I don’t have a drop of Scandinavian blood in my veins, but I really love the northern European custom of Juleneg, in which a wheat sheaf is attached to a roof gable or adjacent pole or tree at Christmas time. Elves or fairies are often pictured affixing these “Christmas bundles”– holiday feasts for the birds. The wheat sheaf is so symbolic; for us it tends to symbolize the harvest, but it can also represent sustenance through the winter and hope fulfilled: what better Christmas message? I think we should adopt the Juleneg custom, especially here in Salem, where wheat sheaves have the additional connection to Samuel McIntire, the architect of our beautiful Federal city.
Wheat Sheaves for Christmas: a Juleneg card from 1911, a McIntire mantle and pin from the PEM shop, the cover of a Federal-era snuffbox, and proofs for chromolithographic Christmas cards from Prang of Boston, 1880s (New York Public Library Digital Gallery).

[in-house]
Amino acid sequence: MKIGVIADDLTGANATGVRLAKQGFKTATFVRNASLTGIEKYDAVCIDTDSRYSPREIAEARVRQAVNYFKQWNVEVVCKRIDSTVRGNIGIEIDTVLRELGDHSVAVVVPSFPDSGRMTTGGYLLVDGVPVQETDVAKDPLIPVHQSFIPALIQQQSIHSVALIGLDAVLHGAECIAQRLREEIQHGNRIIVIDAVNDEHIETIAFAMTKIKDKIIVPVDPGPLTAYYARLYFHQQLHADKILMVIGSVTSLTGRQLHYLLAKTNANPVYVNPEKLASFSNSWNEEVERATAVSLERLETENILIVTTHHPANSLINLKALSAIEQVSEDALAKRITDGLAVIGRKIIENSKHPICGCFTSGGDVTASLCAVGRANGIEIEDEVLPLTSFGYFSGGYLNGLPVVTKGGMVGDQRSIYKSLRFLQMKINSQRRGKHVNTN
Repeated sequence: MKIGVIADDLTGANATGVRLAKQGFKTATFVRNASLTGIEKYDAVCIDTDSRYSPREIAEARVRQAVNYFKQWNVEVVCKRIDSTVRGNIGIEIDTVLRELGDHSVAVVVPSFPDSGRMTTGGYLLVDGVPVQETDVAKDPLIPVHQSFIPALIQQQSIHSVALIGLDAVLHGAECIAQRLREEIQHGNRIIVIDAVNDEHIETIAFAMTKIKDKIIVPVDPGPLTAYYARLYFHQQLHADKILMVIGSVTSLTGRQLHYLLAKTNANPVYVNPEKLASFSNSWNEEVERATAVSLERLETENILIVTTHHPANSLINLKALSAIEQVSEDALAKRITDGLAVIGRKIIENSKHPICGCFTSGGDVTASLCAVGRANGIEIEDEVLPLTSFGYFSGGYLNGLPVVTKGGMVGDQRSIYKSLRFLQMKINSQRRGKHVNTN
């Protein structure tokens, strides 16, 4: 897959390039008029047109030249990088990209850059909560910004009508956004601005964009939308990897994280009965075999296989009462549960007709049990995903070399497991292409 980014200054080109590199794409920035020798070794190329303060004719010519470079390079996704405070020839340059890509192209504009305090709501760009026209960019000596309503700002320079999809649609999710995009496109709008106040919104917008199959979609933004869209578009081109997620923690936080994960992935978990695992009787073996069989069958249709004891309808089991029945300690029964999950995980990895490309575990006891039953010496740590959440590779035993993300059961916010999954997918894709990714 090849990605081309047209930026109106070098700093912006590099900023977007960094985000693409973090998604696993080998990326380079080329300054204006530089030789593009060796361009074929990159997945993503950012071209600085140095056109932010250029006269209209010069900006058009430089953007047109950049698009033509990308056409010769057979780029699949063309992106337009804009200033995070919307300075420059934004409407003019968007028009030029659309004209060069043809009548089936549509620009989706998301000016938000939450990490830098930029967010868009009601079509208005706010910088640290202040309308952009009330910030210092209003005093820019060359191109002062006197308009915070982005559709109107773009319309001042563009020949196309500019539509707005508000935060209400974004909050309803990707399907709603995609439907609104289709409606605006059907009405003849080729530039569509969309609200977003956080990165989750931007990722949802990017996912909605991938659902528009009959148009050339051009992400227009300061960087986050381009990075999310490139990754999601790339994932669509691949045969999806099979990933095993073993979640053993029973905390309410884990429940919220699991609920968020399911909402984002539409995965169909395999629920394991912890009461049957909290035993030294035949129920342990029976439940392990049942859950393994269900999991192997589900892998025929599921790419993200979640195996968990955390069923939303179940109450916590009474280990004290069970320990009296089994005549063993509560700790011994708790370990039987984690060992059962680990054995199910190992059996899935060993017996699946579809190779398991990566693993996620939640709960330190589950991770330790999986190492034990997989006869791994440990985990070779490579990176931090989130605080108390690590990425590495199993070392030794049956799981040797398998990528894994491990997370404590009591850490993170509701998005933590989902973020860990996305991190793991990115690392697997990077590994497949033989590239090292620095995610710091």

December 24th, 2011 at 9:11 am
Juelneg! Adorable illustration. I’m thinking of ways to use it in a Christmas post. Merry! Merry! xoxox, p
December 26th, 2011 at 10:39 pm
The first image reminds me of a painting at my mother’s house (a Dane). Thanks for posting!
December 28th, 2011 at 5:32 pm
This was a completely new custom for me and I really like it. Thanks for stopping by.
January 2nd, 2012 at 8:38 pm
I’ll have to put Juleneg on my calendar next year. No Scandinavian blood here either, but a huge appreciation for the aesthetics and culture. I love the first image especially—soft spot for the wee people.